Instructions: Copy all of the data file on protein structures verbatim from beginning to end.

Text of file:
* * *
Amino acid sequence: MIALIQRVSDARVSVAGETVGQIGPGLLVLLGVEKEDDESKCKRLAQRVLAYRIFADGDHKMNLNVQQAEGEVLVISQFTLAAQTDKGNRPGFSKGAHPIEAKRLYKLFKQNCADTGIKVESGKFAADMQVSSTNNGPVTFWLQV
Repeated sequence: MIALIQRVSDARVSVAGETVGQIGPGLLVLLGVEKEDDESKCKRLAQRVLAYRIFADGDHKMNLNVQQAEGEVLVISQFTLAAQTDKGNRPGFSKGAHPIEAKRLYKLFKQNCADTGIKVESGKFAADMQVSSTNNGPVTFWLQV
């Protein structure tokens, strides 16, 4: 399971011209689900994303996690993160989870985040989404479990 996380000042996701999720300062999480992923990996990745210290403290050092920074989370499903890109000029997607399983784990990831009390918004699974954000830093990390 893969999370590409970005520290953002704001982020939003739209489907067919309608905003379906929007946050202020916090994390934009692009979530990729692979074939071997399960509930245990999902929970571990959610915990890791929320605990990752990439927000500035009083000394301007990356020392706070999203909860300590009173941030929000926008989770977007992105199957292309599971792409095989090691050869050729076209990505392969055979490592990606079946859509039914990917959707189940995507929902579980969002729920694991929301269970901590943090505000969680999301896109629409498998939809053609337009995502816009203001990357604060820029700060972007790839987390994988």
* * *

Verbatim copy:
Amino acid sequence: MIALIQRVSDARVSVAGETVGQIGPGLLVLLGVEKEDDESKCKRLAQRVLAYRIFADGDHKMNLNVQQAEGEVLVISQFTLAAQTDKGNRPGFSKGAHPIEAKRLYKLFKQNCADTGIKVESGKFAADMQVSSTNNGPVTFWLQV
Repeated sequence: MIALIQRVSDARVSVAGETVGQIGPGLLVLLGVEKEDDESKCKRLAQRVLAYRIFADGDHKMNLNVQQAEGEVLVISQFTLAAQTDKGNRPGFSKGAHPIEAKRLYKLFKQNCADTGIKVESGKFAADMQVSSTNNGPVTFWLQV
């Protein structure tokens, strides 16, 4: 399971011209689900994303996690993160989870985040989404479990 996380000042996701999720300062999480992923990996990745210290403290050092920074989370499903890109000029997607399983784990990831009390918004699974954000830093990390 893969999370590409970005520290953002704001982020939003739209489907067919309608905003379906929007946050202020916090994390934009692009979530990729692979074939071997399960509930245990999902929970571990959610915990890791929320605990990752990439927000500035009083000394301007990356020392706070999203909860300590009173941030929000926008989770977007992105199957292309599971792409095989090691050869050729076209990505392969055979490592990606079946859509039914990917959707189940995507929902579980969002729920694991929301269970901590943090505000969680999301896109629409498998939809053609337009995502816009203001990357604060820029700060972007790839987390994988």